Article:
Searching over 5,500,000 cases.


searching
Buy This Entire Record For $7.95

Download the entire decision to receive the complete text, official citation,
docket number, dissents and concurrences, and footnotes for this case.

Learn more about what you receive with purchase of this case.

Moultire v. Penn Aluminum, LLC

United States District Court, Seventh Circuit

January 8, 2014

LEVIA MOULTRIE, Plaintiff,
v.
PENN ALUMINUM INTERNATIONAL, LLC, Defendant.

MEMORANDUM AND ORDER

DAVID R. HERNDON, Chief Judge

I. Introduction and Background

Pending before the Court is defendant’s Bill of Costs (Doc. 204). Specifically, defendant asks for $8, 630.37 in costs which include: (1) $4, 728.40 for deposition transcripts; (2) $259.25 for a discovery dispute transcript; (3) $479.17 for internal photocopying; (4) $3, 092.45 for outside vendor photocopying; and (5) $71.10 for Illinois Department of Human Rights (“IDHR”) administrative file photocopying. Plaintiff filed timely objections to the bill of costs (Doc. 211).

In his objection (Doc. 211), plaintiff first asserts that he should be excused from paying the costs because he is indigent. He also raises specific objections addressed below. For the following reasons, the Court GRANTS in part and DENIES in part defendant’s Bill of Costs (Doc. 204). Plaintiff Levia Moultire is ORDERED to pay defendant Penn Aluminum, LLC’s costs in the amount of $4, 699.75.

II. Analysis

Rule 54(d)(1) provides that “costs other than attorneys’ fees shall be allowed as of course to the prevailing party unless the court otherwise directs . . . .” Cefalu v. Vill. Of Elk Grove, 211 F.3d 416, 427 (7th Cir. 2000). There is a presumption in favor of the award of costs, and in order to overcome that presumption, “the losing party bears the burden of an affirmative showing that taxed costs are not appropriate.” Beamon v. Marshall & Ilsley Trust Co., 411 F.3d 854, 864 (7th Cir. 2005) (citing M.T. Bonk Co. v. Milton Bradley Co., 945 F.2d 1404, 1409 (7th Cir. 1991)). Thus, Rule 54(d)(1) establishes “a presumption that the losing party will pay costs but grants the court discretion to direct otherwise.” Rivera v. City of Chicago, 469 F.3d 631, 634 (7th Cir. 2006).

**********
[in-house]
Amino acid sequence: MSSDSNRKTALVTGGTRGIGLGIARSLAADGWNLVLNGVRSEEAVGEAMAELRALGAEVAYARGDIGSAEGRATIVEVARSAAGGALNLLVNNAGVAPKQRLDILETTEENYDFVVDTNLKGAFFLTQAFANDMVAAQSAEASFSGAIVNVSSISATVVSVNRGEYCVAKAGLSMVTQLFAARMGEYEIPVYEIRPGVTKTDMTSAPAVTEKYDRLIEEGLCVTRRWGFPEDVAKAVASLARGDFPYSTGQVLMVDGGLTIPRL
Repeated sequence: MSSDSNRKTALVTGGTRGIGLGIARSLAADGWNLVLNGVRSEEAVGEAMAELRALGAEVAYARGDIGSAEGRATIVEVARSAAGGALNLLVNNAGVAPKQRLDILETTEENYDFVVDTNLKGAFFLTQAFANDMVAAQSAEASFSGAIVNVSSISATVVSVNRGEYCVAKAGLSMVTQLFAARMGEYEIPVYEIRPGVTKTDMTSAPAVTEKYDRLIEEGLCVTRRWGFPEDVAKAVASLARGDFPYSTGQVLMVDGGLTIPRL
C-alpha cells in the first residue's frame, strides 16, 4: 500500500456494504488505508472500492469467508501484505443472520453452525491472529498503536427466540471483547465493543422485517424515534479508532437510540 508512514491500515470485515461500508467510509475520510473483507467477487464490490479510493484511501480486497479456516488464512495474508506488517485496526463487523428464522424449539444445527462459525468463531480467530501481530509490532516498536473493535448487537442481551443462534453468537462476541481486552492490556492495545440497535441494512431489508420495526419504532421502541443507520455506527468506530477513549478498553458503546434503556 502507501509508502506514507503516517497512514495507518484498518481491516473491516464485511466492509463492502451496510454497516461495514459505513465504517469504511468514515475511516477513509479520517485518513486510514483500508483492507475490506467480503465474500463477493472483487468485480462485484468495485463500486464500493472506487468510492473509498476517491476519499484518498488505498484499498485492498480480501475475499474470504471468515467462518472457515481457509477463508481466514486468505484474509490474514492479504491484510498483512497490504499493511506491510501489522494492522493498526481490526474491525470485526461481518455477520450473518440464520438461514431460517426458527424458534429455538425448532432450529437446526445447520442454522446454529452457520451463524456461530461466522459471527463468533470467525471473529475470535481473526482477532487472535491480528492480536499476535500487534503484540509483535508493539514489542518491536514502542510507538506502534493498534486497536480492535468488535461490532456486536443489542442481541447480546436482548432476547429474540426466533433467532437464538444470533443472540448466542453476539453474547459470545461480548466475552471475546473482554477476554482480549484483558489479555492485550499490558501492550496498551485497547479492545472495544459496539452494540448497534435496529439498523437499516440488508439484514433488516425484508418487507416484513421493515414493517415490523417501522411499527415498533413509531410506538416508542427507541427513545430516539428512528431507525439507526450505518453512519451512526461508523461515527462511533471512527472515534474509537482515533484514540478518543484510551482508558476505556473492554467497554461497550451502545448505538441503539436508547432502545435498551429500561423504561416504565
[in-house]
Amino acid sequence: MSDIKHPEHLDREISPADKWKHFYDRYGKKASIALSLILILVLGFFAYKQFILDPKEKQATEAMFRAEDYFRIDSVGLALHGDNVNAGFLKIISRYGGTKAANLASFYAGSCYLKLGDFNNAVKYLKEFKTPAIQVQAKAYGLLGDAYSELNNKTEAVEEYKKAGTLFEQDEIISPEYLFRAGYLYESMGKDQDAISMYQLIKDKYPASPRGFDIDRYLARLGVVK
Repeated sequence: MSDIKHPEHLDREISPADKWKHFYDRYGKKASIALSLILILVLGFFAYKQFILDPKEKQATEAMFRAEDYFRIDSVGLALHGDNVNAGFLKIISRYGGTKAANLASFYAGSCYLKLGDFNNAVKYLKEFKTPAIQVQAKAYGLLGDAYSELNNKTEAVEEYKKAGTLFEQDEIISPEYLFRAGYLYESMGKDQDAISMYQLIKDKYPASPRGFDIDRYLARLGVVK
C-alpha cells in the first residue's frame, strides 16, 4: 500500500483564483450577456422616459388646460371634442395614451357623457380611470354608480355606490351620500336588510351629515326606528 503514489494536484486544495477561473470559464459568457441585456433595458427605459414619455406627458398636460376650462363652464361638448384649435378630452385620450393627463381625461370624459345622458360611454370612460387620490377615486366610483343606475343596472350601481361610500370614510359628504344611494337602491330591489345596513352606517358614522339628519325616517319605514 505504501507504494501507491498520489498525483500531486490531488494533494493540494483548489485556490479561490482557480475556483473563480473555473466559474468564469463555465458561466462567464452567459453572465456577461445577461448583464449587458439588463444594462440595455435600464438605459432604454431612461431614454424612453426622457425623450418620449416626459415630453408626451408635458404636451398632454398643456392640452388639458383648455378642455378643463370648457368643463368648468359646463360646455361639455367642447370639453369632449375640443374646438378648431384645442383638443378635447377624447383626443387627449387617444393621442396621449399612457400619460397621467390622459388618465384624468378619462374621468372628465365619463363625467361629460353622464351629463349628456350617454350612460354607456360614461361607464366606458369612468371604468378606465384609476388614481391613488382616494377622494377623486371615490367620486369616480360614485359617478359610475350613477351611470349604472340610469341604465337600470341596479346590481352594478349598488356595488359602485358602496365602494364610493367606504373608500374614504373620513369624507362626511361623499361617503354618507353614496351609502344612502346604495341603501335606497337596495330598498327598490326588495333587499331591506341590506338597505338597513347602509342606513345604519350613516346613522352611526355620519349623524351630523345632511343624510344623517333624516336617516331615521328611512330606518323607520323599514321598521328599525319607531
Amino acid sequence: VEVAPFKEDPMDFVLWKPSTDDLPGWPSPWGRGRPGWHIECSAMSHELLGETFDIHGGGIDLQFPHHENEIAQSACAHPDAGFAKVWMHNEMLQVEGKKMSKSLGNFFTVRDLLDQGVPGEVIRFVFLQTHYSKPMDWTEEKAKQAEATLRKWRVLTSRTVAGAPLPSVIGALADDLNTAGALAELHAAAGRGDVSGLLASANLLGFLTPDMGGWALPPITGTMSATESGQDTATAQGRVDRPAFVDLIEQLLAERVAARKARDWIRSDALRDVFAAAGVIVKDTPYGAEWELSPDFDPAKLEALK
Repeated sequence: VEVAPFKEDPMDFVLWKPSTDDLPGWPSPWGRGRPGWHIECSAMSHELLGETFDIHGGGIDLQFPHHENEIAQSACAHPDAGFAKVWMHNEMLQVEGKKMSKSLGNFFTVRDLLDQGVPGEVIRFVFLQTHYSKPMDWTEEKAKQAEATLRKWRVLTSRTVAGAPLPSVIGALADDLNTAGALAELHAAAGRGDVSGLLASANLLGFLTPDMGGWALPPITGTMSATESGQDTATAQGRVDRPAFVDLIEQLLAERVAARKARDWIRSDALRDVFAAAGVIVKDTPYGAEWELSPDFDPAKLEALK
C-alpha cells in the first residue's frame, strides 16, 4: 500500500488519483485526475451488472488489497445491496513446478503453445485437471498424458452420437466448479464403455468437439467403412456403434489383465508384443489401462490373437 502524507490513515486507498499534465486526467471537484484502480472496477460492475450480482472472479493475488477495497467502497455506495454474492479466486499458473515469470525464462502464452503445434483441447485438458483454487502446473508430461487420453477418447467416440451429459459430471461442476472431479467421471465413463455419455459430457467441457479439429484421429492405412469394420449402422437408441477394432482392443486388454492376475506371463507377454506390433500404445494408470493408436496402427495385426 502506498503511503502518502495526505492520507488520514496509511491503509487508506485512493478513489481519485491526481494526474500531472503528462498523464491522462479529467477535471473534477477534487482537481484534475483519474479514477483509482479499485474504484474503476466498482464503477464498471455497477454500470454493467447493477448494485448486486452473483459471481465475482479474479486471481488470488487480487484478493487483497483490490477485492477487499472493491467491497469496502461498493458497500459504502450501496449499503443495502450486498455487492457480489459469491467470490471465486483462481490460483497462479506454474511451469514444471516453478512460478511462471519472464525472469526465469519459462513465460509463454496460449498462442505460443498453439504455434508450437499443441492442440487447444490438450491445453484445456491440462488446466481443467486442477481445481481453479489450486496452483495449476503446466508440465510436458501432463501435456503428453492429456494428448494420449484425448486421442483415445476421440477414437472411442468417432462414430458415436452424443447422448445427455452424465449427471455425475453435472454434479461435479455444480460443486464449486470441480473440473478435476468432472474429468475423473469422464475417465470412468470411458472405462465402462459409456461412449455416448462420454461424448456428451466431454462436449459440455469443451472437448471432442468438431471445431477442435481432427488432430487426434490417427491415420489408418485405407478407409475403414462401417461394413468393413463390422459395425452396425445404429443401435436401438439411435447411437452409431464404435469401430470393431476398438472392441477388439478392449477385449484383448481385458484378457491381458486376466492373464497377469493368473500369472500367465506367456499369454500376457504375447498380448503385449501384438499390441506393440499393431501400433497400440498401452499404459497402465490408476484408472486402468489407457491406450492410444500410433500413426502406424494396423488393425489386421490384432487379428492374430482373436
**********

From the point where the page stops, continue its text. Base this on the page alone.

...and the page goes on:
A. Indigence

The Seventh Circuit recognizes “only two situations in which the denial of costs might be warranted: the first involves misconduct of the party seeking costs, and the second involves a pragmatic exercise of discretion to deny or reduce a costs order if the losing party is indigent.” Mother and Father v. Cassidy, 338 F.3d 704, 708 (7th Cir. 2003); see also Riveria, 469 F.3d at 634 (“[I]t is within the discretion of the district court to consider a plaintiff’s indigency in denying costs under Rule 54(d).” (internal quotations omitted)).

Rivera provides the Court with a roadmap. Id. at 635. First, it directs the Court to “make a threshold factual finding that the losing party is incapable of paying the court-imposed costs at this time or in the future.” Id. (internal quotations omitted). Here the burden is on the losing party, the plaintiff in this case, to provide “sufficient documentation to support such a finding.” Id. (internal quotations omitted). Second, Rivera points to three factors, none of which are solely determinative: 1) the amount of the costs, 2) the good faith of the losing party, and 3) the closeness and difficulty of the issues raised by a case. Id. Importantly, also in Rivera, the Circuit notes “that the [indigence] exception is a narrow one.” Id. at 636.